IBM reported its third quarter fiscal 2014 financial results on October 20 and CEO Ginni Rometty isn't too happy about the numbers. IBM's results come on the heels of the company's divestiture of its silicon fabrication capabilities to Global Foundries, in a deal that will cost IBM $1.5 billion.
For the quarter, IBM reported revenue of $22.4 billion, which is a four percent year-over-year decline. Net income was reported at $3.5 billion, down 17 percent year-over-year.
"Obviously we were disappointed in this quarter," Ginni Rometty, IBM's Chairman, President and Chief Executive Officer said during her company's earnings call.
Martin Schroeter, IBM's Senior Vice President and CFO, provided some color on the call as to how IBM's divestiture of its silicon and x86 business units will positively impact IBM moving forward. IBM sold its x86 business to Lenovo in a deal valued at $2.3 billion.
"With Global Foundries operating at scale, we'll get supply at market-based pricing for the long term and we'll exit a business that was not only capital intensive, but also a drag on our profit," Schroeter said. "Clearly, this is the right move for our business for the long term."
Schroeter also noted that, starting in the fourth quarter this year, IBM will no longer have the System x hardware business. As such the revenue and profit and the related maintenance from IBM's former x86 business will be at a lower revenue and profit level, reflecting the new relationship.
With x86 gone, IBM's Power business needs to lead the way. In the third quarter IBM Power revenue declined 12 percent, though Schroeter sees a positive road ahead.
"We have repositioned Power and we introduced scale-out systems based on Power 8 in June, and earlier this month we announced high end Power 8 based enterprise systems," Schroeter said. "These systems are highly scalable and can handle the most data-intensive mission-critical applications in the industry."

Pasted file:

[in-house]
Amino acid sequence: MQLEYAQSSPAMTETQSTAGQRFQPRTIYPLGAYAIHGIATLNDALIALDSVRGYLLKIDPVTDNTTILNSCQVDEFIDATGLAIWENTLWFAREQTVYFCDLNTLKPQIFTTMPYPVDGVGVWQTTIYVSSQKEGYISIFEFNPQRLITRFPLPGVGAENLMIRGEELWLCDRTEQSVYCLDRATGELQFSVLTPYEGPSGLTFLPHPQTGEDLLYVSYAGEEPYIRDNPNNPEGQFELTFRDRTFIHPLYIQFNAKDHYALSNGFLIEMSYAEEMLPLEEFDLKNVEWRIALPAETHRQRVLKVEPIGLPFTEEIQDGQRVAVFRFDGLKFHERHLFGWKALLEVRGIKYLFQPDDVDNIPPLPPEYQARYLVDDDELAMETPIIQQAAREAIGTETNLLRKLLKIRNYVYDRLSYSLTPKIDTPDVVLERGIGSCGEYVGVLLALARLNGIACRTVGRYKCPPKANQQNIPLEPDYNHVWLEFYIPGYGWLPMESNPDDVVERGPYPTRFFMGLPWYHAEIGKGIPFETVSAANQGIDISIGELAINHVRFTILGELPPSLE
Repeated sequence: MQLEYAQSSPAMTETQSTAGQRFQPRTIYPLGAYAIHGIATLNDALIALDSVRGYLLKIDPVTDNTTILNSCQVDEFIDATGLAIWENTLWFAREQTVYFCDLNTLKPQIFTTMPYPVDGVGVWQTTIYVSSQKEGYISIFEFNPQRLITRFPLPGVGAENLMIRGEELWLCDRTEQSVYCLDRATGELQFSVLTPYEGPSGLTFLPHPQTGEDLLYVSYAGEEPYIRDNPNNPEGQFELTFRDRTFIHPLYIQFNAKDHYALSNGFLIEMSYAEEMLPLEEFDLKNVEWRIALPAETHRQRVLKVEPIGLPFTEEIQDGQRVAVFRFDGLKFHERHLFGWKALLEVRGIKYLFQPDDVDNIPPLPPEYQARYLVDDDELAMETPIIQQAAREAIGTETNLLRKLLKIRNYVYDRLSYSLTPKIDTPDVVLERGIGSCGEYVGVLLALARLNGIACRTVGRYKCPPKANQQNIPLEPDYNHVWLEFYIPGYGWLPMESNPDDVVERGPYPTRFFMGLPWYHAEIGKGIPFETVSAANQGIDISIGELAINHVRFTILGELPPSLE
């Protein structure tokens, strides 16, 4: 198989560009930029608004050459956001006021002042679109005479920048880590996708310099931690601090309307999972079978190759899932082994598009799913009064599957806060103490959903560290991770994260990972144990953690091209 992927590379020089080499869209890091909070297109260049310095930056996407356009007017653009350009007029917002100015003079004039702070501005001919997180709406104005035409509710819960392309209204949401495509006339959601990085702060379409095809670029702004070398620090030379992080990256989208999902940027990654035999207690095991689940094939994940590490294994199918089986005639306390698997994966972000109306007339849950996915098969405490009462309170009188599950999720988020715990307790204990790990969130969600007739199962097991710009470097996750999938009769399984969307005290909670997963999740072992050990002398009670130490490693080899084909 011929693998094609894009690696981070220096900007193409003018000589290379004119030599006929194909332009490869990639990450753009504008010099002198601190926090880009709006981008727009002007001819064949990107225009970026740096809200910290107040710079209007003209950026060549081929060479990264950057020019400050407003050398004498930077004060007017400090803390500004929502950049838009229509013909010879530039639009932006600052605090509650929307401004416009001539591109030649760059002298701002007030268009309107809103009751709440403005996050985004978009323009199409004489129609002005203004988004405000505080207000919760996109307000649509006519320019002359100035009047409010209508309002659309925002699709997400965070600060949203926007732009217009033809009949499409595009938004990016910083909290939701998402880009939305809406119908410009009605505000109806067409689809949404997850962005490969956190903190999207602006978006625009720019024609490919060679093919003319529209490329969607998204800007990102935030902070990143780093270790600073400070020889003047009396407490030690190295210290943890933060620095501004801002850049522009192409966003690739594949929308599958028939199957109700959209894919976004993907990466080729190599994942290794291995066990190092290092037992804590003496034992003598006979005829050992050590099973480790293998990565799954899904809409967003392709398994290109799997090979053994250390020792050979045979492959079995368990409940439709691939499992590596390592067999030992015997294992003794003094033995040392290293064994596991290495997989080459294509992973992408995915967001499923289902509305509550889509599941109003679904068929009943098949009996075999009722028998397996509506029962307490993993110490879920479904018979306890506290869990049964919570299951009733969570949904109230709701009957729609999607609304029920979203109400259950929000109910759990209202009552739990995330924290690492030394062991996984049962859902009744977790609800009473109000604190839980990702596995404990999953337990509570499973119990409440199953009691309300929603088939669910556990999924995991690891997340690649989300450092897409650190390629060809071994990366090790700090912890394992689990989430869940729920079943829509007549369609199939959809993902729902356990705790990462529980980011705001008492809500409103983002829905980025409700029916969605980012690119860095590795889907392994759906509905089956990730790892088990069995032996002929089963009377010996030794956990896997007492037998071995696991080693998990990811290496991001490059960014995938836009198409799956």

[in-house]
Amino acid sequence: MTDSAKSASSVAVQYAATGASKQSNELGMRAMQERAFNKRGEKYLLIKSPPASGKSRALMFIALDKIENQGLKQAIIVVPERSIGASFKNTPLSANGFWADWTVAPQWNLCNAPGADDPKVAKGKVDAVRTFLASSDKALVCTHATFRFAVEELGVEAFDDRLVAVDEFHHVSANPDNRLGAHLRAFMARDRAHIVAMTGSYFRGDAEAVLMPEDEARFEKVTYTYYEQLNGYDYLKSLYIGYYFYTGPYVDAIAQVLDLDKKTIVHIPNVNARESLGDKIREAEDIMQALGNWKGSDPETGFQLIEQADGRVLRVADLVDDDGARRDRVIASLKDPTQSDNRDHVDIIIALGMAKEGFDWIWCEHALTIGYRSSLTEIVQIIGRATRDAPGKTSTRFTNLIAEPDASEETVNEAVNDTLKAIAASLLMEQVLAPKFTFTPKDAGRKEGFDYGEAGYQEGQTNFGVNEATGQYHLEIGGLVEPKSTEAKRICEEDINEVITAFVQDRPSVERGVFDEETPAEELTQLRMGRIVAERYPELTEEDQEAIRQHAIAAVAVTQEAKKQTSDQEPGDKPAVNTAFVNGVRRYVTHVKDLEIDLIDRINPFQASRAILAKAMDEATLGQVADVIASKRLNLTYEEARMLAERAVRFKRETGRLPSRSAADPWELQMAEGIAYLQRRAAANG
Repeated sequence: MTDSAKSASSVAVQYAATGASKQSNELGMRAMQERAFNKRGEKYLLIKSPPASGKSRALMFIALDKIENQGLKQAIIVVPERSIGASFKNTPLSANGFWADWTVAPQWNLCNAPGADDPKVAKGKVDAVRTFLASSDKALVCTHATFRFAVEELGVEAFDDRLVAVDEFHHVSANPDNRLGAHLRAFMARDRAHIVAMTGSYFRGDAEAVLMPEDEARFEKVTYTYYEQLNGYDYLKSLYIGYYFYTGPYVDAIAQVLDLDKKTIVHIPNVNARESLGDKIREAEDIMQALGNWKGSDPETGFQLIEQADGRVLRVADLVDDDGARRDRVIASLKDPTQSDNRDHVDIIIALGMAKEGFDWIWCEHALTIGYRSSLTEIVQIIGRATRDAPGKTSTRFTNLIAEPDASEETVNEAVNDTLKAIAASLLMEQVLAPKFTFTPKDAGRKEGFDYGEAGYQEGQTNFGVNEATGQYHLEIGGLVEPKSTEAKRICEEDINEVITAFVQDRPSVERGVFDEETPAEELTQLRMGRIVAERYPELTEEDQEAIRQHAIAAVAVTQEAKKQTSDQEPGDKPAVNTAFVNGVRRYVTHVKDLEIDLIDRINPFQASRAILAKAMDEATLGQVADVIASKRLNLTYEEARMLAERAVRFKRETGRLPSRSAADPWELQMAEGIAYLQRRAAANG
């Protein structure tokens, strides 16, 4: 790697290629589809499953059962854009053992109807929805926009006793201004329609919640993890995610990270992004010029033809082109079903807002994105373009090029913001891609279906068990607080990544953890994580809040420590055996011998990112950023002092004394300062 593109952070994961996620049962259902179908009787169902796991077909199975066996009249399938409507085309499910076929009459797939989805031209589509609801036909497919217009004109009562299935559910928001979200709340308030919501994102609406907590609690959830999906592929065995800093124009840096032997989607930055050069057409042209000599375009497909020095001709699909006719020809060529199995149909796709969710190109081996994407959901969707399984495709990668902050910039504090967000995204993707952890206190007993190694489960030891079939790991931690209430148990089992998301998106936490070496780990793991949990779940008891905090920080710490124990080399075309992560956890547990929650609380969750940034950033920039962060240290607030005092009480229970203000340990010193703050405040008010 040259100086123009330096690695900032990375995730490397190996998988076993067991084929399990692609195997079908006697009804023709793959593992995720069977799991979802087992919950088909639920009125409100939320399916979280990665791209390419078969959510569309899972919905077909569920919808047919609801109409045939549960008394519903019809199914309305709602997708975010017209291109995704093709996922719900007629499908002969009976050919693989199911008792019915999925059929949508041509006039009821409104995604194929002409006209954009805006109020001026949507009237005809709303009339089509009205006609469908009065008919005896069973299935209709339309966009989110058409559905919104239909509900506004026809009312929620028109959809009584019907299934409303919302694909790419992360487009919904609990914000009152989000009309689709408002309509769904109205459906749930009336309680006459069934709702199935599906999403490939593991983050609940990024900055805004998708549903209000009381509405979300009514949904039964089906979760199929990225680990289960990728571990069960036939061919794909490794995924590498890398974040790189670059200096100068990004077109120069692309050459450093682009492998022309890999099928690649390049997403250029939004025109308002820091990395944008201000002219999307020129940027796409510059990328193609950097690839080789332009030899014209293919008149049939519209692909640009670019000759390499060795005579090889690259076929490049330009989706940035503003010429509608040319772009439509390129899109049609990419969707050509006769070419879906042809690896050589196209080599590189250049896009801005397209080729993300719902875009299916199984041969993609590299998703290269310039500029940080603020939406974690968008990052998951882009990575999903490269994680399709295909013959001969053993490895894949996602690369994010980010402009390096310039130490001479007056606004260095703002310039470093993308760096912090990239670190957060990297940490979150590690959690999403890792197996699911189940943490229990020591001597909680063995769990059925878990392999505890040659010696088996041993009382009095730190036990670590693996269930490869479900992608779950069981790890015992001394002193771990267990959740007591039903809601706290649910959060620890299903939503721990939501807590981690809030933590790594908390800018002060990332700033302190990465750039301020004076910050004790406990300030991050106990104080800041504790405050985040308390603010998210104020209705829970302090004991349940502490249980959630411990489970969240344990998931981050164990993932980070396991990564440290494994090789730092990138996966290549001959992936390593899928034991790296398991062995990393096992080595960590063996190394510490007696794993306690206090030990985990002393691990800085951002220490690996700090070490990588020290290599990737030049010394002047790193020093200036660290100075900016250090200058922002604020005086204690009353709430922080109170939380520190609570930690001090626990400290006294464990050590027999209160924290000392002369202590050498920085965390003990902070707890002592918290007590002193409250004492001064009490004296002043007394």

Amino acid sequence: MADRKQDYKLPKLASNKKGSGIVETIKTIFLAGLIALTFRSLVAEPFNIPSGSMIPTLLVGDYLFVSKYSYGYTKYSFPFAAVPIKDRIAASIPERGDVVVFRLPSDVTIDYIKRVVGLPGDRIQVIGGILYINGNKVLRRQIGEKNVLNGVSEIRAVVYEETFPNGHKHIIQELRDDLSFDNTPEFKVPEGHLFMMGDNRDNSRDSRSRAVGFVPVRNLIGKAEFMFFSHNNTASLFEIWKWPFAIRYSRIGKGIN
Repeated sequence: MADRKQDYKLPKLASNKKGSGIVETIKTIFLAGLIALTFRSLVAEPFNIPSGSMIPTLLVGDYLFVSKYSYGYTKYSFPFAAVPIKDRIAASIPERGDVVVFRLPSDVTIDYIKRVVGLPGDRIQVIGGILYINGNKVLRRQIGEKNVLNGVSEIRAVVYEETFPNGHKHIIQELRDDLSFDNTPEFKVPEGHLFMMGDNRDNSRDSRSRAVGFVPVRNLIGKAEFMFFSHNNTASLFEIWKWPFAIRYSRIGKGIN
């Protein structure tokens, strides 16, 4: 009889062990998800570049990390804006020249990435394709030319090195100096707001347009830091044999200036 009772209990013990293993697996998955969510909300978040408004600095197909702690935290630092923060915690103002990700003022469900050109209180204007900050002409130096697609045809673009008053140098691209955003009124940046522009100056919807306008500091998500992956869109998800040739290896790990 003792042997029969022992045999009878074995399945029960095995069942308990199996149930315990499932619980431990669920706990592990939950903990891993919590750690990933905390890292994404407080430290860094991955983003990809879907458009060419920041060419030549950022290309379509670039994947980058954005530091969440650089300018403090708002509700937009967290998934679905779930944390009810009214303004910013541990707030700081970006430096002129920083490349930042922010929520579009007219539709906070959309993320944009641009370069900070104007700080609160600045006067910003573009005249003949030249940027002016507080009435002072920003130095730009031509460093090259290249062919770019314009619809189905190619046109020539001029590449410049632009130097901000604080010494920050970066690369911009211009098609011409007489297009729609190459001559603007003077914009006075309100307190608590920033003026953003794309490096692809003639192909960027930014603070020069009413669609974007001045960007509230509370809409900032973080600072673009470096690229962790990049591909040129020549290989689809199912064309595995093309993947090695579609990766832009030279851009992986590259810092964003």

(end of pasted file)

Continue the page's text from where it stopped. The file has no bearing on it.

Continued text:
Rometty emphasized that IBM's x86 and silicon divestitures give IBM some opportunity to go ahead and simplify the business and remove layers.
"So while make no mistake, our results this quarter were disappointing and we don’t want to minimize that, we have been very clear that the industry is shifting," Rometty said. "And we have been executing our strategy that moves this company to the future."
Rometty added that while some things are changing not everything at IBM will change. Overall she emphasized that IBM will continue to shift its business to a higher value.
"We're going to continue manage this business for the long term and we will continue to deliver significant value to shareholders," Rometty said. "In the end, I believe these are the principals that are the hallmark of the IBM Company."
Sean Michael Kerner is a senior editor at Datamation and InternetNews.com. Follow him on Twitter @TechJournalist
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